Tuesday, May 20, 2008

Lesson Learned

(Or more precisely, being learned.  I still need practice.)

I am an overcommitter.  Okay, maybe that isn't a real word, but it fits.  I often, spontaneously, find myself taking on a task without thinking through what it means in terms of my time.  Usually I'm signing up to do something fun, like host a dinner or participate in a card swap.  I'm actually pretty good at saying no to things that I know I don't want to do.

So, I signed up for a card swap.  When I saw that the group was doing one I actually posted that I might like to do the next one, as the current one was already in full swing.  I got a message from the coordinator letting me know that there was still time to join the swap.  Uh oh.  I said yes because it felt good to be wanted, despite the fact that I don't actually know any of the crafters in real life, they don't know me, and my presence in the swap was pretty meaningless in the big scheme of things.

I didn't think about what I would have to do to participate in the swap, like come up with several original ideas for cards, make the cards, and go to the post office.  I didn't figure in for crafter's block, or agonizing over whether anyone would like what I made.  I procrastinated.  The deadline was extended (I didn't ask for that to happen), and I procrastinated longer.  I was waiting for last minute inspiration: it didn't come.

I realized that I didn't want to make the cards and that I wasn't that vested in receiving cards in trade.  I had stuck with the swap because I didn't want to look bad.  I didn't want to be a quitter.  Finally today, it struck me: I was trying to uphold a false image of myself to people that I don't know.  If I didn't want to make the cards, I didn't have to.

Now, some swaps are more particular than this, and someone dropping out might have consequences on everyone else.  I'm really glad I hadn't committed to something like that.  But I did learn another lesson, that who I am and what I want to do with my time is more important than pleasing people, and that I should think carefully before making commitments.  This time I could bow out, but sometimes I can't, and I end up doing something that I don't want to do.

Time is precious.  More important to me than not spending the time making cards is letting go of the agonizing and worrying, and clearing the mental clutter of having an unwanted, uncompleted task.

Over the years my lessons have changed.  12 years ago my lesson was to learn flexibility, to learn to bend and not break.  I spent more than a full year encountering the lesson over and over again, and certainly have had to practice it ever since.  Lately it seems that the lesson coming at me is to slow down, and to recognize that I have the power to remove stress from my life and to not create some of it myself.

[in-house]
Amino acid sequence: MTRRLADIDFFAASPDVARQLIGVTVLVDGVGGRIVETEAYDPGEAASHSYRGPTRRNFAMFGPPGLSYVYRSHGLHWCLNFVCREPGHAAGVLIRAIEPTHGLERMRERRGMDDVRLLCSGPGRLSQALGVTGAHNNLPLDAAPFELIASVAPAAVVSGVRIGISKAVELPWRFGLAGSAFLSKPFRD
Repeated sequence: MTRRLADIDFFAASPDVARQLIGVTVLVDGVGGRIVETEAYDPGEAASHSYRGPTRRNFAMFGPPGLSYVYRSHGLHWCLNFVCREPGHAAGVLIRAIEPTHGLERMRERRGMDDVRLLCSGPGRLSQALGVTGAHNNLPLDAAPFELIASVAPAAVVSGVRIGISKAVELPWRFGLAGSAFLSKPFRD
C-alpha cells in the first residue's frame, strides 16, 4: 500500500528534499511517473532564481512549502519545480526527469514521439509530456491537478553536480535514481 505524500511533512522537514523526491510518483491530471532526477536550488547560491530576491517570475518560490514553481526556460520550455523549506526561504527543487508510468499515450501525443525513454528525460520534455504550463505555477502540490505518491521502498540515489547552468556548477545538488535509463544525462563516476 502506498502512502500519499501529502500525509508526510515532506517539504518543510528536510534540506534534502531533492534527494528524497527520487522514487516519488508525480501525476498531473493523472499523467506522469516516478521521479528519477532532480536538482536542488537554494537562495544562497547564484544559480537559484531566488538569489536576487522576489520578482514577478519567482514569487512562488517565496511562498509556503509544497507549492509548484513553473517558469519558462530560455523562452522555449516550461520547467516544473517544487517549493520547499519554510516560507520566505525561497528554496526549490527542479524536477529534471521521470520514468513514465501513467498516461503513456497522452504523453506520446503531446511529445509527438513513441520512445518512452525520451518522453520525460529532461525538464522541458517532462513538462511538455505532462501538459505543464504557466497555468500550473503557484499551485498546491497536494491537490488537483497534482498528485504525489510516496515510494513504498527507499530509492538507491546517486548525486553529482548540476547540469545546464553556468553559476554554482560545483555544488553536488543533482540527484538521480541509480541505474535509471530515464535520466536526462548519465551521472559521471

Tag, You're It!

We all remember playing tag as children, right?  Some of us still play it, although I must admit that the children are a lot faster than I am.  It's fun though ~ it's hard to play tag and not laugh.

So I stopped by my friend Tammy Takahashi's blog, Just Enough, and Nothing More, this afternoon, and oops, I got tagged!  The task is to send a message to the world in 15o characters or less.  Characters, not words.  I'm guessing that includes spaces and punctuation.

What would I have to say?

Be real, be honest.  Never stop learning.  Love others fully and love yourself.  Find or create community.  Live in harmony with nature.  Never stop learning.  Enjoy life.

If you are reading this, tag, you're it!

Friday, May 16, 2008

Washing Dishes

Last night Papa and T-Guy bicycled off to the farmers market without J-Baby and me.  J-Baby was still working on finishing his meal (he was eating slowly, but not complaining about his dinner or attempting to get out of eating it), and the kitchen work needed to be done.  In other words, we were running late.

There were a lot of dishes that needed to be done by hand.  This is usually true in our house, where almost all food preparation involves bowls, pots, pans, and assorted items that don't fit (or shouldn't go) in the dishwasher.

I asked J-Baby if he wanted to help me in the kitchen, thinking I'd have him wipe the table.  Well yes, he did want to help ~ with the dishes.  Now, dishes aren't usually my domain (I cook, Papa usually cleans up), and I hadn't intended to have an impromptu lesson.  But my boy wanted to do this.  Think quick, how will this work?  The big stainless steel bowl came down from the cupboard and was put to use as as rinse basin.  We found a small step stool.  The boy rinsed every dish I washed and then put it in the dish rack.  He was pleased with himself.  We chatted while we worked.  It felt good.  When we finished we took his rinse water out and watered the small rose bush.

We may have just changed how we do dishes around here. 

Friday, May 09, 2008

Why We Aren't Unschoolers

We aren't "un" anything.  What does it mean, anyway?  Back in the '70s my family played a game called The Ungame.  It wasn't supposed to be like a game, except, well, it was a game.  It looked like a game, we kept it with the other games, and we sat around the table to play it.  The content was unique, but it was still a game.